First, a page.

Beard was invited to the USA Basketball Women's National Team training camp in the fall of 2009.[6] The team selected to play for the 2010 FIBA World Championship and the 2012 Olympics is usually chosen from these participants. At the conclusion of the training camp, the team will travel to Ekaterinburg, Russia, where they compete in the 2009 UMMC Ekaterinburg International Invitational.[6]

Beard was one of twenty players named to the national team pool. Twelve of this group will be chosen to represent the USA in the 2010 World Championships and the 2012 Olympics.[7]

Honors and awards[edit]

High school[edit]

  • USAT Second team All-America 2000[2]
  • Parade Second team All-America 2000[2]

College[edit]

  • John R. Wooden Award-Women's Basketball National Player of the Year 2004[1]
  • State Farm Wade Trophy-National Player of the Year 2004[1][8]
  • Associated Press -National Player of the Year 2004[9]
  • Naismith Player of the Year[1]
  • Lowe's Senior CLASS Award 2004[10]
  • United States Basketball Writers Association-National Player of the Year 2004[9]
  • Victor Award-National Player of the Year 2003[9]
  • ESPN.com-National Player of the Year 2003, 2004[9]
  • Bayer Advantage Senior Class Award 2004[9]
  • Kodak All-American 2002, 2003, 2004[9]
  • AP All-American 2002, 2003, 2004[9]
  • United States Basketball Writers Association All-America 2002, 2003, 2004[9]
  • Women's Basketball News Service All-America 2001, 2003, 2004[9]
  • Kodak/WBCA All-District II 2001, 2002, 2003, 2004[9]
  • United States Basketball Writers Association National Freshman of the Year 2001[9]
  • Sports Illustrated National Freshman of the Year 2001[9]
  • Women's Basketball Journal National Freshman of the Year 2001[9]
  • CBS Sportsline National Freshman of the Year 2001[9]
  • Basketball Times Freshman All-America 2001[9]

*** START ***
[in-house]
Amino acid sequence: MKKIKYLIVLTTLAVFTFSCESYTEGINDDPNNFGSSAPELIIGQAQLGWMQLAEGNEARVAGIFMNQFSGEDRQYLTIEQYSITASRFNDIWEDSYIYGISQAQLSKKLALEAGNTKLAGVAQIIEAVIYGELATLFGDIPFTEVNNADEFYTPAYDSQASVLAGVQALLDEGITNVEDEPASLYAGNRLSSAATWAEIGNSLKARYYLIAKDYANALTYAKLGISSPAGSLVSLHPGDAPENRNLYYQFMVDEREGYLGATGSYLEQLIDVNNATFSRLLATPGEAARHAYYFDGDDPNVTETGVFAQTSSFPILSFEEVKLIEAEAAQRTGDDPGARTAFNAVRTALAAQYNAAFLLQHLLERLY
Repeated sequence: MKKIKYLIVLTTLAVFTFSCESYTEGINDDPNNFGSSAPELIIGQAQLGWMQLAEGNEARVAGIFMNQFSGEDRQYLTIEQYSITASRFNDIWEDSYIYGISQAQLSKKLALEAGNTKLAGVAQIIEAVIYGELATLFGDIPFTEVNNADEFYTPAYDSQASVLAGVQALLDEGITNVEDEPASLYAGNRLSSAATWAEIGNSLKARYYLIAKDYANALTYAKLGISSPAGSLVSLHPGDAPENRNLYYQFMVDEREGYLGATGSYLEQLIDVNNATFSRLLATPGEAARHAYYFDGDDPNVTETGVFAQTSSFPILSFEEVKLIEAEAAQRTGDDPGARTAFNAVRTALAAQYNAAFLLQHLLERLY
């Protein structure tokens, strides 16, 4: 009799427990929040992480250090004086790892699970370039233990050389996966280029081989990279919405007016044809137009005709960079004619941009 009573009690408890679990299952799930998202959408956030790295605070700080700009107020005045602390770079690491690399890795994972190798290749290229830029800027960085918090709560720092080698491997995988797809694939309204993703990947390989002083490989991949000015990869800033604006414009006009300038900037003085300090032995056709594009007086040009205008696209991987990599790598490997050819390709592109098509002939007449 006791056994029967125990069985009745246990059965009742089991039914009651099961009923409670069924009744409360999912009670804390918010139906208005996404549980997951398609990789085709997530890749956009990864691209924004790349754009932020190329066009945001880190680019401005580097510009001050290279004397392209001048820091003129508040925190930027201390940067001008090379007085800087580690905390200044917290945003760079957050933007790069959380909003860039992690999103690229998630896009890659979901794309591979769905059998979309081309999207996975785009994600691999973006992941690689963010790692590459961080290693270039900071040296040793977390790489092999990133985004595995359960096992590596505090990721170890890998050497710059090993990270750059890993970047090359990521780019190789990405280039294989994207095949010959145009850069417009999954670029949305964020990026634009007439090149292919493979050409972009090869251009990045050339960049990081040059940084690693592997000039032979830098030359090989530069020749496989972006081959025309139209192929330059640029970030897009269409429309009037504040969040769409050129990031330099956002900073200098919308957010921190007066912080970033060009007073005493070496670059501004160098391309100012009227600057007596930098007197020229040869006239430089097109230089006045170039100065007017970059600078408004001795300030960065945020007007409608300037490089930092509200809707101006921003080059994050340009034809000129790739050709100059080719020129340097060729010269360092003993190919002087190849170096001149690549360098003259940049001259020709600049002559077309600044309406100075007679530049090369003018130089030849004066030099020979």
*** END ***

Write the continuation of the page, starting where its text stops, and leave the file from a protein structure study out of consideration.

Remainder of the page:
• WBCA Player(s) of the Year 2004[9]
  • ACC Female Athlete of the Year 2003, 2004

Professional[edit]

Notes[edit]

  1. ^ a b c d e f g h "Alana Beard". WNBA. Retrieved 2009-10-02. 
  2. ^ a b c d e f g h Porter p. 32
  3. ^ "WBCA High School All-America Game Box Scores". Women's Basketball Coaches Association. Retrieved 29 Jun 2014. 
  4. ^ "FOURTH WOMEN'S JUNIOR WORLD CHAMPIONSHIP QUALIFYING TEAM -- 2000". USA Basketball. Retrieved 12 Oct 2013. 
  5. ^ "FIFTH FIBA WOMEN'S U19/JUNIOR WORLD CHAMPIONSHIP -- 2001". USA Basketball. Retrieved 12 Oct 2013. 
  6. ^ a b "USA Basketball Women's National Team To Tip-Off Training Tomorrow In D.C.". USA Basketball. Retrieved 2009-10-01. 
  7. ^ "Charles, Moore lead U.S. pool additions". ESPN. March 3, 2010. Archived from the original on March 6, 2010. Retrieved March 3, 2010. 
  8. ^ "The Wade Trophy". Women's Basketball Coaches Association. Retrieved 30 Jun 2014. 
  9. ^ a b c d e f g h i j k l m n o p "Duke Tradition". Duke. Retrieved 2009-10-02. 
  10. ^ "WOMEN’S BASKETBALL LOWE’S SENIOR CLASS AWARD WINNER". Premier Sports Management. Retrieved 2009-10-02. 

References[edit]

  • David L. Porter, ed. (2005). Basketball: A Biographical Dictionary. Greenwood Press. ISBN 978-0-313-30952-6. 

External links[edit]